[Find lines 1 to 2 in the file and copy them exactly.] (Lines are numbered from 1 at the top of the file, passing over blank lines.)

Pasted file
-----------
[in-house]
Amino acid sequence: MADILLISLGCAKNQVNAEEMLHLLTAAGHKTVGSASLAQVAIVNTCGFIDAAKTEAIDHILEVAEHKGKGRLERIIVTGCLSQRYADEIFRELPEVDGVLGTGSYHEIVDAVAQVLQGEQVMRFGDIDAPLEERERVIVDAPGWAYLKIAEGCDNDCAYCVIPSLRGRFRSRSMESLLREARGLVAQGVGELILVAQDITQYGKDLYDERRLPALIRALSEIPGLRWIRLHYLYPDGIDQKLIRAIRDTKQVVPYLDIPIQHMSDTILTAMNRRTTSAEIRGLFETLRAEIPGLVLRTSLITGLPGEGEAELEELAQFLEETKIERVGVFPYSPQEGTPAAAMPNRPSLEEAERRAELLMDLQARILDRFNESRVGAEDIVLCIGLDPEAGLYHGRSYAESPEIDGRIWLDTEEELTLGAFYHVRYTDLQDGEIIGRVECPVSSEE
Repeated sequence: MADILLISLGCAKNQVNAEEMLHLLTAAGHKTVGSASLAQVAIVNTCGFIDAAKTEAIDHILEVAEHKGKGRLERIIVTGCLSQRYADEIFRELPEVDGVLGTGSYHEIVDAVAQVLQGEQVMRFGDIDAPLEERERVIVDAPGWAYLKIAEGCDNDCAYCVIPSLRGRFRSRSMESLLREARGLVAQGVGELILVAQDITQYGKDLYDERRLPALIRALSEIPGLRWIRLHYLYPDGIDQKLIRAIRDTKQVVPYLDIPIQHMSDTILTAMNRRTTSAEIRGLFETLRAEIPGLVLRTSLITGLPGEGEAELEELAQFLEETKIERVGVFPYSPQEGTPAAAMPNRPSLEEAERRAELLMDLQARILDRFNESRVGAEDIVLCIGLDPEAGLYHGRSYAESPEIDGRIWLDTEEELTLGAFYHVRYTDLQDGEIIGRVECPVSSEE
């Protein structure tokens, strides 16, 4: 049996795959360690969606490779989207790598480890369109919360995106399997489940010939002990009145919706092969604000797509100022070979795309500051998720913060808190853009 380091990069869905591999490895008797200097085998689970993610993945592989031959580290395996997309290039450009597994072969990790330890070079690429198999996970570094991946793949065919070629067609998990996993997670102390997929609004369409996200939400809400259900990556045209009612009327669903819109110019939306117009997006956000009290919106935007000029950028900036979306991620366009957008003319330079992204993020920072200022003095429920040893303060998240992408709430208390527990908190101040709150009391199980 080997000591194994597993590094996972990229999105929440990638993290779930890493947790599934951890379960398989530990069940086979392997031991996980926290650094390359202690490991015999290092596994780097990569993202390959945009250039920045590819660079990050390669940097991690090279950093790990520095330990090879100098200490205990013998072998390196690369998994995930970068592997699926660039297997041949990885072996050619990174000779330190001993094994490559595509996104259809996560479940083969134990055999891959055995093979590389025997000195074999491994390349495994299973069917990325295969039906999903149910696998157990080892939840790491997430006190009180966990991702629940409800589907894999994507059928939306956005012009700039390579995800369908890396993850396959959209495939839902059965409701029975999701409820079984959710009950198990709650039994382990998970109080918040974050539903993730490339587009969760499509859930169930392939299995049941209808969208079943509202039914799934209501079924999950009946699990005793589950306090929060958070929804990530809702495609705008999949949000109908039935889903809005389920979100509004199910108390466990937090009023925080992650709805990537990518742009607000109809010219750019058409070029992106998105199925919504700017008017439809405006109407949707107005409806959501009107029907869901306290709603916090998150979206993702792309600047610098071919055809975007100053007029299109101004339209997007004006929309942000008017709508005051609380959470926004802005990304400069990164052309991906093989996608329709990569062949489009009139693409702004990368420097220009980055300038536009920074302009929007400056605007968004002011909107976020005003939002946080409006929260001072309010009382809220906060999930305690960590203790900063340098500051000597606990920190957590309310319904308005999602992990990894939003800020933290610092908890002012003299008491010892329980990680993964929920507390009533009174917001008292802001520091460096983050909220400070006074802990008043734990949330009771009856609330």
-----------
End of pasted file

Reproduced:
[in-house]
Amino acid sequence: MADILLISLGCAKNQVNAEEMLHLLTAAGHKTVGSASLAQVAIVNTCGFIDAAKTEAIDHILEVAEHKGKGRLERIIVTGCLSQRYADEIFRELPEVDGVLGTGSYHEIVDAVAQVLQGEQVMRFGDIDAPLEERERVIVDAPGWAYLKIAEGCDNDCAYCVIPSLRGRFRSRSMESLLREARGLVAQGVGELILVAQDITQYGKDLYDERRLPALIRALSEIPGLRWIRLHYLYPDGIDQKLIRAIRDTKQVVPYLDIPIQHMSDTILTAMNRRTTSAEIRGLFETLRAEIPGLVLRTSLITGLPGEGEAELEELAQFLEETKIERVGVFPYSPQEGTPAAAMPNRPSLEEAERRAELLMDLQARILDRFNESRVGAEDIVLCIGLDPEAGLYHGRSYAESPEIDGRIWLDTEEELTLGAFYHVRYTDLQDGEIIGRVECPVSSEE